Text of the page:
Thursday, 14 December 2017

A PARADE OF BARE BOTTOMS

The People's Park, Halifax, West Yorkshire.

I don't much like parks. They are too much nature tamed. They have walks without purpose and flow with an atmosphere of worthiness, municipal community and alone-nes. They are uncomfortable places.

I don't much like flatness. I once stayed a week in Huntingdonshire in an area that was counted as 'semi-desert'; not because it was dry but because so few people lived there. To ride on a bus you needed to phone in advance and ask the driver to collect you; and you could see everything for miles and miles.There was no-where to hide. There were, I suppose, advantages to this flatness. For instance I could so easily see a storm coming in advance of its arrival there was time to get home before it began to rain. I'd rather have sheltered under a hedge though - if there had been hedges. But there were none. Just miles of visibility.

Hills are tiring to walk in but because you can't see everything at once there's more to see. Constant surprise. What's over the brow? What's around the bend?

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Statue of Venus in The People's Park, Halifax, West Yorkshire.
Venus

Scotland has a new five pound note. I heard about it by chance on 'Woman's Hour' this morning.* It has a portrait of Nan Shepherd on it. I'd not heard of her before and know little about her still - but the interviewee on Woman's Hour read a bit of something she'd written; comments on how you can see static things 'move' merely by shifting the angle of your head, your eye, your body. Turn upside down.

* * *
Last week I visited The People's Park in Halifax. I'd been there a few times before. It's growing on me - but on my first visit I decided it's exactly the kind of park I don't like; more or less flat with a fountain that's never turned on and a short, stagnant 'serpentine' stretch of water with a grassy bank in the middle so ducks have to come out on one side and up-and-over if they want to swim its full length.

According to the Wikipedia entry, Francis Crossley - the man who established this park - was so impressed by the scenery of New England he returned to Halifax eager "to arrange art and nature so that they shall be within the walk of every working man in Halifax; that he shall go to take his stroll there after he has done his hard day's toil, and be able to get home without being tired".

The idea that everyone in Halifax would be able to walk there for a stroll after a hard day's work is a bit of a far hope as it's not in the centre and it is up a hill - but it had already begun to strike me (as I softened towards it) that in a town as hilly as Halifax a flat space to walk in might have been a luxury after a day working hard for Francis Crossley and his relations.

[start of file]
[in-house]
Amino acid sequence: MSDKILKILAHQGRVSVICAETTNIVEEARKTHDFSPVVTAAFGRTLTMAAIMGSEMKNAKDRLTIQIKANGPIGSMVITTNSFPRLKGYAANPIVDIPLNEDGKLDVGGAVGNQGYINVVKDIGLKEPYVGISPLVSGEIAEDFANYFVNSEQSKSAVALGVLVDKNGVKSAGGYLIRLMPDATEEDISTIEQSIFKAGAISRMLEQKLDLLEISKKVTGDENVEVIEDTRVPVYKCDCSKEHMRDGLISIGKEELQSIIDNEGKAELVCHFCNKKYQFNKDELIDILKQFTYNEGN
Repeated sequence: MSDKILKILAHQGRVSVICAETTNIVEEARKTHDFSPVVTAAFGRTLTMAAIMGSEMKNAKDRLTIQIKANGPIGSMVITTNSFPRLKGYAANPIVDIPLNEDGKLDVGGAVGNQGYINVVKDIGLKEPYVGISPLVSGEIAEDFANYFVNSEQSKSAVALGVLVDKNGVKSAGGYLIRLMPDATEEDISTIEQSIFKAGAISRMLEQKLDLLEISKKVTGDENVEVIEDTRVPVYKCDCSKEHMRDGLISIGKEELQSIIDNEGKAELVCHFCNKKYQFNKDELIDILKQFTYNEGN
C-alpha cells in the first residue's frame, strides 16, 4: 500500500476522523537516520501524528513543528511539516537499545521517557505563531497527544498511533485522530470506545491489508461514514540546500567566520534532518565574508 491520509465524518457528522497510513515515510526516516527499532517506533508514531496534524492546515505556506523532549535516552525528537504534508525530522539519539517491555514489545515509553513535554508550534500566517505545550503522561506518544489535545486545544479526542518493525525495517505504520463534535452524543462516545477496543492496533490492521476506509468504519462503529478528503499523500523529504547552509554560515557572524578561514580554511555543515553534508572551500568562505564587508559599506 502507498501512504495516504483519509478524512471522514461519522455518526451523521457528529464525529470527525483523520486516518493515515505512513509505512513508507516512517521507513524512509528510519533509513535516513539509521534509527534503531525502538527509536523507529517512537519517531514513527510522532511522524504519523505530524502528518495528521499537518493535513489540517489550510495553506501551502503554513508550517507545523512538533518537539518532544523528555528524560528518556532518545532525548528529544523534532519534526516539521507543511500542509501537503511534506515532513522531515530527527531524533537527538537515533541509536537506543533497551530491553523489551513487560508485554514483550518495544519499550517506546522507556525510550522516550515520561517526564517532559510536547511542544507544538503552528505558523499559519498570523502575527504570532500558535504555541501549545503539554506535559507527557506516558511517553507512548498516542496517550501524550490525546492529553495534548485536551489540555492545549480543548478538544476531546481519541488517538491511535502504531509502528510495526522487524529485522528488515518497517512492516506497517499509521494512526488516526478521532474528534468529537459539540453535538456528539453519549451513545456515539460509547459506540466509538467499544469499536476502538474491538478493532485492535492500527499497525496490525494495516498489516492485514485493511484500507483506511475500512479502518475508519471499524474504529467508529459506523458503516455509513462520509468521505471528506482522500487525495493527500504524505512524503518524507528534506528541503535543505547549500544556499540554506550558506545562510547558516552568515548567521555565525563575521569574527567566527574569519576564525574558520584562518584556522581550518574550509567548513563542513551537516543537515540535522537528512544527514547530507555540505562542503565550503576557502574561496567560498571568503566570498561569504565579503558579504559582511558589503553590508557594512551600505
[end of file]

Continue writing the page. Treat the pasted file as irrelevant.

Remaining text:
I don't think he and I would have got along. I may well say more about his attitude towards workers in another post but even on lesser things we'd probably have irritated and puzzled each other. Why did the White Mountains of New Hampshire inspire him to provide Halifax with a large area of flat grass? (I don't want to under-rate him - there were trees and plants too - but you get the jist.)

Historic England's entry about The People's Park says it 'It provided for quiet enjoyment of the scenery and for walking, and all meetings, games and dancing were forbidden.' (Oh joy!) Lots of games in the summer now though, and a children's playground.

Statue of Telemachus in The People's Park, Halifax, West Yorkshire.
Telemachus
who has not put on his armour
but has propped it against his left buttock instead.

When the park was opened in 1857, a troupe of copied statues was brought in: Hercules, Venus, Diana, Telemachus and Sophocles. (Apollo arrived broken.) I don't know why visitors would want to see a load of semi-naked men on pedestals while they were walking quietly round the paths after a heavy day at Crossley's carpet mill . . . and I don't know why these giants of mythology and Greek and Roman religion never got the hang of getting dressed. And the extra surprising thing about the arrangement of these statues is that when walking along the broad path beside them one is presented with a selection of bare bottoms. 

Slowly we return to Nan Shepherd . . .

Hercules from behind with colour deepened.
Hercules looking strongish because the colours are deep in the photo.
The idea that things look different from different angles is basic to the kind of photographs I take. It's easy to say and perfectly obvious to all but not always acted upon or taken seriously or even noticed. Different lights send different messages. Different directions bring out different strengths and different weaknesses; and different colours and different lichens. Photographs of ancient and Victorian statues tend not to explore this too much except by chance. Each statue is left to say it's own thing - which is more or less 'look at me, I'm on a postcard'.

Hercules from behind with insipid exposure.
Hercules looking as if he's dropped his bath robe
and is stooping to catch it  - because the colours are weaker.